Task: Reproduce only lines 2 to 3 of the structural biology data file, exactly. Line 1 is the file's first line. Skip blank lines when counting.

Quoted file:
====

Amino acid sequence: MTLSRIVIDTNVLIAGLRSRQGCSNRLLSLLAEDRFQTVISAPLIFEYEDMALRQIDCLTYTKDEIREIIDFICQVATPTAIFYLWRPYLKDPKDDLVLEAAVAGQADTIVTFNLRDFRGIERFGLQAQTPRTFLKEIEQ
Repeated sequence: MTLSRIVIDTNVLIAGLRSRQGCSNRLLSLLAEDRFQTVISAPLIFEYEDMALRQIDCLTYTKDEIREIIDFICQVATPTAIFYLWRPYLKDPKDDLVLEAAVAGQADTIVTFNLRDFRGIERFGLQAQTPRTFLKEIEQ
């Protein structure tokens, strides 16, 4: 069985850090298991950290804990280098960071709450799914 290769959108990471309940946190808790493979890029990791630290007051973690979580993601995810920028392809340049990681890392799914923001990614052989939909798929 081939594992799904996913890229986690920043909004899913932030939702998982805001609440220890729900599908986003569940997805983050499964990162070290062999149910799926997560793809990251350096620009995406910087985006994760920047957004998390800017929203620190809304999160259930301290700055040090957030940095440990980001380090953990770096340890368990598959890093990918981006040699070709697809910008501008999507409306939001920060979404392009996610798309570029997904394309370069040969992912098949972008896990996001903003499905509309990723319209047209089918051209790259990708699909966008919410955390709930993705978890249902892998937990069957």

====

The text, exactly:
Repeated sequence: MTLSRIVIDTNVLIAGLRSRQGCSNRLLSLLAEDRFQTVISAPLIFEYEDMALRQIDCLTYTKDEIREIIDFICQVATPTAIFYLWRPYLKDPKDDLVLEAAVAGQADTIVTFNLRDFRGIERFGLQAQTPRTFLKEIEQ
């Protein structure tokens, strides 16, 4: 069985850090298991950290804990280098960071709450799914 290769959108990471309940946190808790493979890029990791630290007051973690979580993601995810920028392809340049990681890392799914923001990614052989939909798929 081939594992799904996913890229986690920043909004899913932030939702998982805001609440220890729900599908986003569940997805983050499964990162070290062999149910799926997560793809990251350096620009995406910087985006994760920047957004998390800017929203620190809304999160259930301290700055040090957030940095440990980001380090953990770096340890368990598959890093990918981006040699070709697809910008501008999507409306939001920060979404392009996610798309570029997904394309370069040969992912098949972008896990996001903003499905509309990723319209047209089918051209790259990708699909966008919410955390709930993705978890249902892998937990069957």